Do you consider yourself to be English or British? Personally I’ve always considered myself British. Although I’ve lived my life entirely in the south east of England I’ve never thought of our Scottish neighbours as foreigners. And as a libertarian, I’m proud to call thinkers such as Smith and Hume my fellow countrymen.
As a Brit, I like a curry, but you really can’t beat a fried breakfast. I grew up watching Neighbours (yes, Australian) and Doctor Who on the BBC. I stand up at the beginning of rugby matches when the national anthem is played. I say “Terribly sorry, excuse me” when what I really mean is “Get out the way!”
One thing I’ve never really thought of myself as being is an immigrant although technically I am – albeit second generation. My mother was born in Lvov to Russian Jewish parents, and in 1968 her family left Soviet Russia for Israel, before coming to England in the early 1970s. Another label I’ve never meaningfully attached to myself is ‘Jewish’, although, again technically, I am.
Yet I’ve never stepped foot inside a synagogue. I think I once took part in a Passover meal when I was very young, but other than that my mother made no real effort to educate my sister or myself on our Jewish roots. Our only tangible link to our maternal heritage is through soup: chicken noodle when we’re feeling ill; borscht when we want something filling. I also have a weakness for sour cream and dumplings.
So I was as surprised as anyone when I found myself uttering six loaded words recently. And by ‘recently’ I don’t mean once, dropped into a passing conversation. I mean at least a dozen times, in a dozen such conversations over the past few weeks. Those words were “Maybe we should move to Israel”.
Not, primarily, because I worry about the rise in anti-Semitic attacks affecting me personally. As a church-going Christian I wear a cross on a necklace, and am more often assumed to be Spanish, if anything, so I doubt I would be targeted on the street. And anyway, in our little Sussex village aggression is more likely to be of the passive variety than in the shape of a brick through your window.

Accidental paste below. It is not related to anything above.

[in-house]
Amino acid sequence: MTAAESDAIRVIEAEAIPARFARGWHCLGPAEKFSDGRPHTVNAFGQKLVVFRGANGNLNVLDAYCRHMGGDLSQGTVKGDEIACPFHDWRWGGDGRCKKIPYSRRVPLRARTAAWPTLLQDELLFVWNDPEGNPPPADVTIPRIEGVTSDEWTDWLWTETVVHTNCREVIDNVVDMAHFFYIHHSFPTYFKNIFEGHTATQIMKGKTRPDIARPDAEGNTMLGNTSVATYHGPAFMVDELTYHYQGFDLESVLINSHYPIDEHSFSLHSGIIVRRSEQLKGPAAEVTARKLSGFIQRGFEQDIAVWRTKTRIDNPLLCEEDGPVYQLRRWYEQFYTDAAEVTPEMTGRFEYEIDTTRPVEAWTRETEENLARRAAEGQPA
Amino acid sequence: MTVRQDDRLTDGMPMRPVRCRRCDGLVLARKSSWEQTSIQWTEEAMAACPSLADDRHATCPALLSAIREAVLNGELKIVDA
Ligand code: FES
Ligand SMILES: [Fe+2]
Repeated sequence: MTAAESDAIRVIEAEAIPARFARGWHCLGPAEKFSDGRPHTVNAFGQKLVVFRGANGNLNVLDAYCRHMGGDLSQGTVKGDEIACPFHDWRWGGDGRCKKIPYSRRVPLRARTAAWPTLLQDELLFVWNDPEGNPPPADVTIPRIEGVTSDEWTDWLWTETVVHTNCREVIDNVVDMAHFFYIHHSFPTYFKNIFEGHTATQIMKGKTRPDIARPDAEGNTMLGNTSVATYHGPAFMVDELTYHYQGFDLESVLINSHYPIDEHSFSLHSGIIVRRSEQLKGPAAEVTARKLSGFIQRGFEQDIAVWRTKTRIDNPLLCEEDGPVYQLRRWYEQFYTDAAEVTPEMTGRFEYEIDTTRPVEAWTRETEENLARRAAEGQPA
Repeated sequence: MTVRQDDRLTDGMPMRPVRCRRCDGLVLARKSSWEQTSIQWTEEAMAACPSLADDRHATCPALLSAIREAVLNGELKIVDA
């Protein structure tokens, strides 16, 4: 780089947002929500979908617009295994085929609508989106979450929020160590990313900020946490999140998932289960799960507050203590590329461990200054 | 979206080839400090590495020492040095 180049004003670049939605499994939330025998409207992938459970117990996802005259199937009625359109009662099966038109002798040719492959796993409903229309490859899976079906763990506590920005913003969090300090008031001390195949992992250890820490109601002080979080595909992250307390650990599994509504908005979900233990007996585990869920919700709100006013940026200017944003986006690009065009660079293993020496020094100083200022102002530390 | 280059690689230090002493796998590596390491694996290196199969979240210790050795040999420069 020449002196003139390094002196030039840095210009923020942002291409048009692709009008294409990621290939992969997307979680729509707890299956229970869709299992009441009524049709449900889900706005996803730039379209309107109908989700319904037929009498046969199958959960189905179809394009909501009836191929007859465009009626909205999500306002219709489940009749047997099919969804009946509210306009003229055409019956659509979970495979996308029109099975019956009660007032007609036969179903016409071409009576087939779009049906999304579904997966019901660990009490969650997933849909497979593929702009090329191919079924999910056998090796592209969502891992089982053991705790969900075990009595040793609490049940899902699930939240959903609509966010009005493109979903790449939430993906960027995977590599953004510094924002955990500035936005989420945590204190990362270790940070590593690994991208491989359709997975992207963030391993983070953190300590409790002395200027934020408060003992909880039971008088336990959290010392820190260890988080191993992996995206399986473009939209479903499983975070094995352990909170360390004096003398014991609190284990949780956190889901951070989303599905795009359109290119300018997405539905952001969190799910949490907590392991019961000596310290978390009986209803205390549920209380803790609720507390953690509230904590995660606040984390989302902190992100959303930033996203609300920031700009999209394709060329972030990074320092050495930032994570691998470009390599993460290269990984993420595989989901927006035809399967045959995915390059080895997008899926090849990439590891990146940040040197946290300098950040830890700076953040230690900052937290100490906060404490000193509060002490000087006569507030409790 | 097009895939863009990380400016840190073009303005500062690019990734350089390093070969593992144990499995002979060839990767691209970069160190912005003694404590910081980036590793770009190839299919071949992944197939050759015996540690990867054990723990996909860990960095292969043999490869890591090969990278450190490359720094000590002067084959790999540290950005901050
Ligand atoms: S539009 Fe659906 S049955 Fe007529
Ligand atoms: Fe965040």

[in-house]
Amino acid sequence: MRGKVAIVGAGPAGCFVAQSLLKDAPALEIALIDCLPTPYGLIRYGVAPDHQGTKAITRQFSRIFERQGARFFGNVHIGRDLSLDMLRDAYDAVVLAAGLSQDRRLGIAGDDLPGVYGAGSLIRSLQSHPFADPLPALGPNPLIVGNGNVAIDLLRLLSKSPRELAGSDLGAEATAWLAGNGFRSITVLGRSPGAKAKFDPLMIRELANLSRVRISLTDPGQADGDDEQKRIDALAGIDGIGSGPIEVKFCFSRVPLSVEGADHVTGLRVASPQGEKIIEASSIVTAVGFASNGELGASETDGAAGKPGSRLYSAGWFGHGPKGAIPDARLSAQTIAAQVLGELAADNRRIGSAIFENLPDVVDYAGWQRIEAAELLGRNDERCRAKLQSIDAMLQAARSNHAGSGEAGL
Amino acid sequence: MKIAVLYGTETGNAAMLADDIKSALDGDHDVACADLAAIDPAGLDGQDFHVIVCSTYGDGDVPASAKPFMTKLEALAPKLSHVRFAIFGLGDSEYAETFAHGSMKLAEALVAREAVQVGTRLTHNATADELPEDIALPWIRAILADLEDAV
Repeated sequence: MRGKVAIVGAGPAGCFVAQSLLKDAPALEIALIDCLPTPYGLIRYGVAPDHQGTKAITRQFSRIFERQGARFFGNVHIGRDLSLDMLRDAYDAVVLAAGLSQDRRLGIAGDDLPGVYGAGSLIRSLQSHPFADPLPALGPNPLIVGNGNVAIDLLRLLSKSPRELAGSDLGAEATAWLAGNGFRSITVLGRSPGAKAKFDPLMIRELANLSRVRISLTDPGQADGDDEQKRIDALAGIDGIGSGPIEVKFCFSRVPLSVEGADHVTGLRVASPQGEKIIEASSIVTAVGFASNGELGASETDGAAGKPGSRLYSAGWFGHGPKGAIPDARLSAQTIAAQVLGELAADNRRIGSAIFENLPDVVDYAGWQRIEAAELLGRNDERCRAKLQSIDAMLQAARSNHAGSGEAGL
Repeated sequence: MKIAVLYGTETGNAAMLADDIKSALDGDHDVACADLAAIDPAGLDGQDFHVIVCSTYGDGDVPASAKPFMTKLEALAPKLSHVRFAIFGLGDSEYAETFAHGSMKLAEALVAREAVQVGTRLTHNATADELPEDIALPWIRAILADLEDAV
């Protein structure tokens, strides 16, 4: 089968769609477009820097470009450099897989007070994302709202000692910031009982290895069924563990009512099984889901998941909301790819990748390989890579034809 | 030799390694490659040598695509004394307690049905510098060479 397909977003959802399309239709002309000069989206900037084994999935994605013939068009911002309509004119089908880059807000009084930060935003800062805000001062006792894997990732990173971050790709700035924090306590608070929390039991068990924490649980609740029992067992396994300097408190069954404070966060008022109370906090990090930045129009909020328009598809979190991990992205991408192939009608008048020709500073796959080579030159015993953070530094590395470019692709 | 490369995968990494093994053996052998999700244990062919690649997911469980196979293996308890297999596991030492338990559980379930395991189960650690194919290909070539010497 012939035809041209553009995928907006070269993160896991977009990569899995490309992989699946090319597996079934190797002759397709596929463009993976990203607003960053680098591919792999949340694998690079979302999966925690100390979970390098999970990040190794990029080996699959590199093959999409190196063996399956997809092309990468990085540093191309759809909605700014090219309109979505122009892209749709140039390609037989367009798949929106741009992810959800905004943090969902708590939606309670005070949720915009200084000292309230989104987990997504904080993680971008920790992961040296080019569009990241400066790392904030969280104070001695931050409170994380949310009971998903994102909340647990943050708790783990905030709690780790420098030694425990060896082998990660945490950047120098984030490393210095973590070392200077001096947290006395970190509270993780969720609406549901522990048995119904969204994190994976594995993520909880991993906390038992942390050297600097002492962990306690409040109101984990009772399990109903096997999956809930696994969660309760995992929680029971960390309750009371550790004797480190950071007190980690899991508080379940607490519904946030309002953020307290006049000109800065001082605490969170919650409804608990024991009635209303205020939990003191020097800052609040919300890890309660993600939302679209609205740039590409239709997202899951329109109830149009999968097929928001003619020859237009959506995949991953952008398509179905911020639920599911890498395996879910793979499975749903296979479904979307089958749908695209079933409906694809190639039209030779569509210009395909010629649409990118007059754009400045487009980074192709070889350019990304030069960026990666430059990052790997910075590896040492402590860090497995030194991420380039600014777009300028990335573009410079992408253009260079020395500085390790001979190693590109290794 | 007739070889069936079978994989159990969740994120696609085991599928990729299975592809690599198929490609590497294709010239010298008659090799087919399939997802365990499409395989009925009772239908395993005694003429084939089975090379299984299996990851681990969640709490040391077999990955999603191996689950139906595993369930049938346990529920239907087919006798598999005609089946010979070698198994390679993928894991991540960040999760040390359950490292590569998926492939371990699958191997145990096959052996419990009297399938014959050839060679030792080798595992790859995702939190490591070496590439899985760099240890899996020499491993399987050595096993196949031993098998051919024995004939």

And not because I have any great yearning to live in the country of Israel, charming though it is. I’ve visited a few times; it’s nice. The people are friendly to the point of lively gregariousness, and the food is exotic, but good. But the desert landscape, to my mind, compares poorly to the verdancy of my beloved South Downs despite the Israelis’ pioneering use of modern irrigation techniques; also, I don’t speak the language.
No, the reason that I’m seriously considering a move to Israel in the next few years is because I’m developing a strong suspicion that Israel is going to be one of the safest countries on the planet to live in over the next few decades. An odd statement considering the thousands of rockets that have rained down across the country since early July, but consider this – last Wednesday the Israeli Prime Minister Binyamin Netanyahu met with Congressman Darrell Issa (R-CA), and in a filmed discussion had this to say: